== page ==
Tommy Tiernan becomes first Irish performer to ban phones from his gigs

Fans who need to have their phone for medical reasons, however, are given a special wristband

Tommy Tiernan. Photo: Gareth Chaney

Tommy Tiernan

Tommy Tiernan


Tommy Tiernan has begun banning fans from using the mobile phones at his gigs.

The comedian performed at Vicar St in Dublin over four consecutive days last week and provided the audience with Yondr phone pouches, a patented system which creates phone-free spaces for artists.

Attendees are contacted before the gig and anyone who needs to have their phone for medical reasons is given a special wristband.

As guests enter the phone-free space, their device is placed into a pouch that locks once it is closed. Staff then open the pouches after the event as guests leave.

Speaking on The Tommy, Hector & Laurita Podcast on Thursday, Tiernan said it was a “fantastic” experience as no one was on their phone.

Bob Dylan recently implemented a ban on phones at his gig in Dublin.

Tiernan said he had been thinking about implementing the practice, which he finds “fascinating”, for a “long time”.

He said he finds it very “distracting” when people in the audience are on their phone.

“Yondr is a thing where people go to gigs, and they put their phone in a bag. I’m the first Irish act to do it,” he said.

“I did it last night and it was fantastic. What happens is, say Vicar St there was 1,100 people there, so we have somewhere between 1,100 and 1,300 bags and it’s a patented thing.

“People are notified beforehand to say this is going to be in operation and the reason for it is to give everybody a better experience and you’ll pay more attention to the show when you don’t have access to your phone.

Tommy Tiernan

"We had to contact America because they have it copyrighted, it’s a soft pouch that your phone fits into that closes shut and the only people that can open it are the Yondr staff, it's expensive.

“You go in and there are staff there, so we hired extra staff, we’ve to pay for the bags, it’s not cheap. And you put your phone into this thing and there’s a magnetic thing that shuts and only the staff can open it.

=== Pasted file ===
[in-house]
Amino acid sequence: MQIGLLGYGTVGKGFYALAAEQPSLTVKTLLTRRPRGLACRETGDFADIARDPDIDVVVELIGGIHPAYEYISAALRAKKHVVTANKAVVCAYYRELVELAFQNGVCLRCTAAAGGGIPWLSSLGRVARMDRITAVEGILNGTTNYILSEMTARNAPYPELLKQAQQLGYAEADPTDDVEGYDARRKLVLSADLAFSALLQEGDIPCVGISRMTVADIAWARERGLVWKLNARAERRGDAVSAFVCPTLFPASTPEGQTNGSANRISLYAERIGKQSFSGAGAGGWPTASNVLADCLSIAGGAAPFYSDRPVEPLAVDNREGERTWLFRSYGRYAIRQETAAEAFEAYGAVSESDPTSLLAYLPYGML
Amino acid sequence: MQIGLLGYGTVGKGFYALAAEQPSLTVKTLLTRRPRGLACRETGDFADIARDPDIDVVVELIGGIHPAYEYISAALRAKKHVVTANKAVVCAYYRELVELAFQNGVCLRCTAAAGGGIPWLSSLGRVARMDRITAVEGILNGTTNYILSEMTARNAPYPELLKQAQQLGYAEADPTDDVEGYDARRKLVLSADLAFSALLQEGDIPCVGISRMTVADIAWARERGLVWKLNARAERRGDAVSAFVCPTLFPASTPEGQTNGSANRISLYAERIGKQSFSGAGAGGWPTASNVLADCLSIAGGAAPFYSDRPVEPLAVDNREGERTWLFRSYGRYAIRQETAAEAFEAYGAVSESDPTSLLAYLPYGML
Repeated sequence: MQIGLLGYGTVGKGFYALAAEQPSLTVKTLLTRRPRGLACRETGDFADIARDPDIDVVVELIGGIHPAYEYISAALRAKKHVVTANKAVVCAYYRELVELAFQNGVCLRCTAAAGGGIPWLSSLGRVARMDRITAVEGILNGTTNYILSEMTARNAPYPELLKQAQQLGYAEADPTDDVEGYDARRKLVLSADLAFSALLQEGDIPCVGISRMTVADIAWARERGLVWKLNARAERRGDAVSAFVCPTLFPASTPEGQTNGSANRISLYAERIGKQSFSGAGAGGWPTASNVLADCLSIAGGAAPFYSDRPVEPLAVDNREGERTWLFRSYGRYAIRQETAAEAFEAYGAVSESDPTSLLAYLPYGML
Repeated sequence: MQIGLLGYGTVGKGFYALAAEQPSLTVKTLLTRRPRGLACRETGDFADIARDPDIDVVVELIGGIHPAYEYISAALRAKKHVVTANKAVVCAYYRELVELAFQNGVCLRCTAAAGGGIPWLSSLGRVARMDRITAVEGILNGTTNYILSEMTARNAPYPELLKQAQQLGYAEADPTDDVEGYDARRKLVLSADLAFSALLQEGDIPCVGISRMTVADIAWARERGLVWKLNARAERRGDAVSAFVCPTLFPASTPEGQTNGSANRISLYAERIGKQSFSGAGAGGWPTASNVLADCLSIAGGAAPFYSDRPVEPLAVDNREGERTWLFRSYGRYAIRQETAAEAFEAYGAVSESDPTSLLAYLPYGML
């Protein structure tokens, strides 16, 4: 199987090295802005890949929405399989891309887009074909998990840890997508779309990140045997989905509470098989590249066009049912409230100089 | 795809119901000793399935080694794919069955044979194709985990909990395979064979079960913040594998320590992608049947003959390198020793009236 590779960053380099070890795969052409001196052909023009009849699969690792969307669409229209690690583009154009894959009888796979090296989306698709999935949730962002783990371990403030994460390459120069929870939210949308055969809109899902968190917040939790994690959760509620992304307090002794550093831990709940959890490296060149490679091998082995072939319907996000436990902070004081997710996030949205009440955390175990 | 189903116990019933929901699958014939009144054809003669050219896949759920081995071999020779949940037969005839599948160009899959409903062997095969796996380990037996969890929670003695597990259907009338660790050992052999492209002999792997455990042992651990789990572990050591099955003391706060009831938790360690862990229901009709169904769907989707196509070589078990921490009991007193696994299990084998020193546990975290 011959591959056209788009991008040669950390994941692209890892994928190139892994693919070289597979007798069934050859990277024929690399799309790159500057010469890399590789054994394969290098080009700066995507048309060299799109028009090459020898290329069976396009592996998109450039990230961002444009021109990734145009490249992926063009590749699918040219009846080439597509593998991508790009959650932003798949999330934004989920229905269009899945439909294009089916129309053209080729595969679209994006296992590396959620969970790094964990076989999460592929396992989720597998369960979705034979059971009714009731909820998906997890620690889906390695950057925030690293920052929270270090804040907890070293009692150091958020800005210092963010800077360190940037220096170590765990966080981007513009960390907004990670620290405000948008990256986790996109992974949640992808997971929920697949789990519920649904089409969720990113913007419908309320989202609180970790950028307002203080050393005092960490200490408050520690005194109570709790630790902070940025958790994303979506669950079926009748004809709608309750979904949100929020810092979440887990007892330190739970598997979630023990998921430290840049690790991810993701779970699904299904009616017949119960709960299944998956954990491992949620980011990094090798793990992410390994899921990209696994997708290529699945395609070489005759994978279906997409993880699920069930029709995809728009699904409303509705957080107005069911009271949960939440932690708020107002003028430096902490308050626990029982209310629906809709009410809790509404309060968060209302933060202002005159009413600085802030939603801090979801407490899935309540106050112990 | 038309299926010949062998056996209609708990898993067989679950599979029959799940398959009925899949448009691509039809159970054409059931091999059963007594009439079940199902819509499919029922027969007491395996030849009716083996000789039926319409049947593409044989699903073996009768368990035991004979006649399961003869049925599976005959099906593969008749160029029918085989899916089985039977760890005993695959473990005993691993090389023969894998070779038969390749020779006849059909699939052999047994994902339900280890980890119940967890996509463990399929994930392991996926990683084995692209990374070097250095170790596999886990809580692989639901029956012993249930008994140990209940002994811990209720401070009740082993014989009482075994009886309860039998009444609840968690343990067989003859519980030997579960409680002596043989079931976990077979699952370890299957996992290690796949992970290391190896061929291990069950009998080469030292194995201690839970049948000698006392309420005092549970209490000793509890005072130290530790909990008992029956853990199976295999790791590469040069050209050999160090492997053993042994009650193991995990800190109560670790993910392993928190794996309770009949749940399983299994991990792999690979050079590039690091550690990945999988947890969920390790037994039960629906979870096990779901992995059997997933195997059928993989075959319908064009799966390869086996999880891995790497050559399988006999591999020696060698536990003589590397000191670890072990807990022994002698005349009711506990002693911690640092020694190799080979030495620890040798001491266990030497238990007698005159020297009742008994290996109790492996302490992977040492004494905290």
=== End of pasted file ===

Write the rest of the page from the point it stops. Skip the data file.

“So, you go into the bar in Vicar St, and you put your phone into this device, it snaps shut, you carry it around with you but you’ve no access to your phone until after the gig.

“So, nobody was on their phone last night at the show and it was incredible, just the focus.”

Tommy Tiernan

Last month, Tiernan became embroiled in controversy after he told a joke about African taxi drivers at one of his gigs. There was no recording or video of the joke but he was criticised for the gag online by RTÉ presenter Emer O’Neill, who had walked out of the show, and subsequently called her to apologise for what he accepted was a racist joke. However, it resulted in taxi company FreeNow pulling its sponsorship of Tiernan’s successful RTÉ chat show.

The Navan man said the method is used by several American comedians and artists to create a better experience for concertgoers.

“There are American comics who do it, Dave Chappelle, Kevin Hart, Chris Rock, and I went to see Bob Dylan down in the 3Arena and he did it,” he said.

“You’re just at the show, it’s like f***ing 1990. My opening act the amazing John Colleary was the first Irish comedian to experience it and he said he could ‘feel the attention’. He said people were just looking at him going ‘let’s do the show’.”

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